Value of a post-discharge multidisciplinary heart failure clinic with pharmacist and nurse practitioner collaboration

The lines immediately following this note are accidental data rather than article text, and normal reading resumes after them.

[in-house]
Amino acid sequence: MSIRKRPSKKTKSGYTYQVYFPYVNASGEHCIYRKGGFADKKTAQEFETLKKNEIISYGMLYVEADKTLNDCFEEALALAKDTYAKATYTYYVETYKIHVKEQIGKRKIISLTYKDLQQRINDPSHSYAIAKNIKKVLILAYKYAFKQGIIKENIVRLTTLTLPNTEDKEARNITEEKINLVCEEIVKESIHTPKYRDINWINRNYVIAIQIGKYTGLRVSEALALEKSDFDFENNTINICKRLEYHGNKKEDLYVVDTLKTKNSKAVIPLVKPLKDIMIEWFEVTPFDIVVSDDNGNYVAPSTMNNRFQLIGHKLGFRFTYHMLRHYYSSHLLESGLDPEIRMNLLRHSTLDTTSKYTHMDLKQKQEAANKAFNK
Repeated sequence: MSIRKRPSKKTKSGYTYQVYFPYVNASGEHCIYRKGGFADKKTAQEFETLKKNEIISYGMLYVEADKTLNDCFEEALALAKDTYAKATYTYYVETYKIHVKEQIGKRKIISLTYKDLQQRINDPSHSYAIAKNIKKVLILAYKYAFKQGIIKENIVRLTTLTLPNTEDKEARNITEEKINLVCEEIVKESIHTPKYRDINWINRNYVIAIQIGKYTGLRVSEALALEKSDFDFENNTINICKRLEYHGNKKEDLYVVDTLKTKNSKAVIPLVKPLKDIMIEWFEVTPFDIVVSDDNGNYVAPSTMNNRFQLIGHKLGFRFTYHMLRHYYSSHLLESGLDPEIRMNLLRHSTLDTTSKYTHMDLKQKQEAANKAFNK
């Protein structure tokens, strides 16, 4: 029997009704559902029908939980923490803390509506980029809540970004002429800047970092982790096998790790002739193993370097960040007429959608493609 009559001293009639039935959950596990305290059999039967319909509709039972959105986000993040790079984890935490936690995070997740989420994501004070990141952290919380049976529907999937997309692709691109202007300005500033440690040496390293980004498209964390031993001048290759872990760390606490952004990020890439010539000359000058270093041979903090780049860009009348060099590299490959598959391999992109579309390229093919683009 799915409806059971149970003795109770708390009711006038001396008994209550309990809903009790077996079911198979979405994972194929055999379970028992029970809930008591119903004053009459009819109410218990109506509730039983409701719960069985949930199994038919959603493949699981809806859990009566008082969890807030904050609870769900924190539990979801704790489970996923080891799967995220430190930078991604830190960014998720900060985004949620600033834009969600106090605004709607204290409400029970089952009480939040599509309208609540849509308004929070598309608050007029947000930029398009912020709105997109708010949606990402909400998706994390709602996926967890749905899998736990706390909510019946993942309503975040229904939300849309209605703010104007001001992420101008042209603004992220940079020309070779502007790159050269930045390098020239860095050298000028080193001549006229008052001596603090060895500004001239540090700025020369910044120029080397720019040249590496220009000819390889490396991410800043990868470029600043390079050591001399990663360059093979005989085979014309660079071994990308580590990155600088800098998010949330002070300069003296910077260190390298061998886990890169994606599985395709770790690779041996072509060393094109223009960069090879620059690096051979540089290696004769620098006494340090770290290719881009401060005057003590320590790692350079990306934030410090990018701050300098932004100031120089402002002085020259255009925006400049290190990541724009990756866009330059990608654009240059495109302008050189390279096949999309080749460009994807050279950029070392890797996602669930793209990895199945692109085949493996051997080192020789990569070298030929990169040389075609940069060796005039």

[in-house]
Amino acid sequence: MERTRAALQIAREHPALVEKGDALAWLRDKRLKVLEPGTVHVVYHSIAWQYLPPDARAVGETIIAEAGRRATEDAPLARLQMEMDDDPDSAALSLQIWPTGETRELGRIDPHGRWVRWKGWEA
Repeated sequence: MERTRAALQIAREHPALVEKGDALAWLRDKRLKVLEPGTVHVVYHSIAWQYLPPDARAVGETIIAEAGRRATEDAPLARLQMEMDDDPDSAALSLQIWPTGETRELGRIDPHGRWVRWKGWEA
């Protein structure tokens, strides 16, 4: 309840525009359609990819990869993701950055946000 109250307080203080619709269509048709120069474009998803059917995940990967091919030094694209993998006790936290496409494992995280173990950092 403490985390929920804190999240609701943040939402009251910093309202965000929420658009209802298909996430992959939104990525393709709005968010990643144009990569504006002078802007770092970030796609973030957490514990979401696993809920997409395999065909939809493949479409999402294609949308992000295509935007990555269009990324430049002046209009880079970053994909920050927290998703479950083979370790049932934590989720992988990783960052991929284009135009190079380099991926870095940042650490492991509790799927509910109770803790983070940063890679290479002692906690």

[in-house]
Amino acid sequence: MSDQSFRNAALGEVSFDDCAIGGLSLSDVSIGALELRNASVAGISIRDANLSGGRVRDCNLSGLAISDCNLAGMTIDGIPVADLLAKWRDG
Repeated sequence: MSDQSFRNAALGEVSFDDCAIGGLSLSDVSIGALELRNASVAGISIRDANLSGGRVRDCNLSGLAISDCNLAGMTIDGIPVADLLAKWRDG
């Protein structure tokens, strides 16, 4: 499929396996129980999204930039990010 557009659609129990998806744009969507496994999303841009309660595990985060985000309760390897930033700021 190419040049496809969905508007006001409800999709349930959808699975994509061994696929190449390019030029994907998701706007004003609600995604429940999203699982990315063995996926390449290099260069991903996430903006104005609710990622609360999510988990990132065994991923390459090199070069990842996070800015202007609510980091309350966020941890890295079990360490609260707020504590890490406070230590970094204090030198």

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Background: Studies have shown that pharmacists can play a valuable role in decreasing 30-day heart failure readmission rates while improving hospital and post-discharge care effectively. However, existing literature does not address the cost-benefit of a pharmacist based heart failure clinic with or without a nurse practitioner. Since health care resources are limited and cost containment, along with quality, is of primary concern, administrators who make resource allocation decisions must base them on cost-benefit analysis. Methods: The study is a retrospective cohort study with a time series analysis of patients with a primary diagnosis of heart failure between January 2010 and December 2012. Data on 30-day all-cause heart failure readmissions (all-cause readmissions after a prior admission with a primary diagnosis of heart failure) were collected from an existing heart failure clinic at Memorial Hermann Texas Medical Center (MHTMC) and compared to all heart failure patients discharged from hospitals within the Memorial Hermann Health System. The difference in 30-day heart failure all cause readmissions analysis was used to build a cost-benefit model for justification of heart failure clinic services at a community hospital. Results: The study included 192 visits for the clinic cohort with 26 all-cause heart failure readmissions (13.5%) and the Memorial Hermann Health System cohort including 10,028 admissions with 1625 readmissions (16.2%). The non-statistically significant absolute difference in all-cause readmissions was 2.66%. The relative risk reduction of 16.41% formed the basis of the cost-benefits analysis. The cost benefit analysis for the pharmacist and nurse practitioner clinic showed a revenue/cost ratio of 1.7. Conclusion: Our study results showed a significant trend towards decreased 30-day all-cause readmissions rate with pharmacist and nurse practitioner run post-discharge heart failure clinic intervention. The clinic services will be cost-effective to health care organizations and are applicable to both community as well as academic institutions.